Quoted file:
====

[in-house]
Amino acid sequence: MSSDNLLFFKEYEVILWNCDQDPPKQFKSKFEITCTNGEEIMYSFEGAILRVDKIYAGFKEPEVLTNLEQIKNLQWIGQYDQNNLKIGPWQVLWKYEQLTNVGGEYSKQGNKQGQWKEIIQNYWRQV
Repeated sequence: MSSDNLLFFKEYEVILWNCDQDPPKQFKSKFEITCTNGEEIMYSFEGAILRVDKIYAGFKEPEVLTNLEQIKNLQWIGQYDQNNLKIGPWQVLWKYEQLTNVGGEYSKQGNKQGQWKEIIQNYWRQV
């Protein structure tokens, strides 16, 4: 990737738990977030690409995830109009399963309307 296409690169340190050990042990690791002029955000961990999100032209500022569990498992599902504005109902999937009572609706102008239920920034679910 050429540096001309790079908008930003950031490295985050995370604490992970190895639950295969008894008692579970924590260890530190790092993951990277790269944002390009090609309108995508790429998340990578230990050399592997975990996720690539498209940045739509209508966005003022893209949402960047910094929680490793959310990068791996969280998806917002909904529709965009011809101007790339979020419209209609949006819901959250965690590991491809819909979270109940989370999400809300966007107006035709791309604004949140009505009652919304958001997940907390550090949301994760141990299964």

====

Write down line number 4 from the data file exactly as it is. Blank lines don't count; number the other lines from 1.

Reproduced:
């Protein structure tokens, strides 16, 4: 990737738990977030690409995830109009399963309307 296409690169340190050990042990690791002029955000961990999100032209500022569990498992599902504005109902999937009572609706102008239920920034679910 050429540096001309790079908008930003950031490295985050995370604490992970190895639950295969008894008692579970924590260890530190790092993951990277790269944002390009090609309108995508790429998340990578230990050399592997975990996720690539498209940045739509209508966005003022893209949402960047910094929680490793959310990068791996969280998806917002909904529709965009011809101007790339979020419209209609949006819901959250965690590991491809819909979270109940989370999400809300966007107006035709791309604004949140009505009652919304958001997940907390550090949301994760141990299964």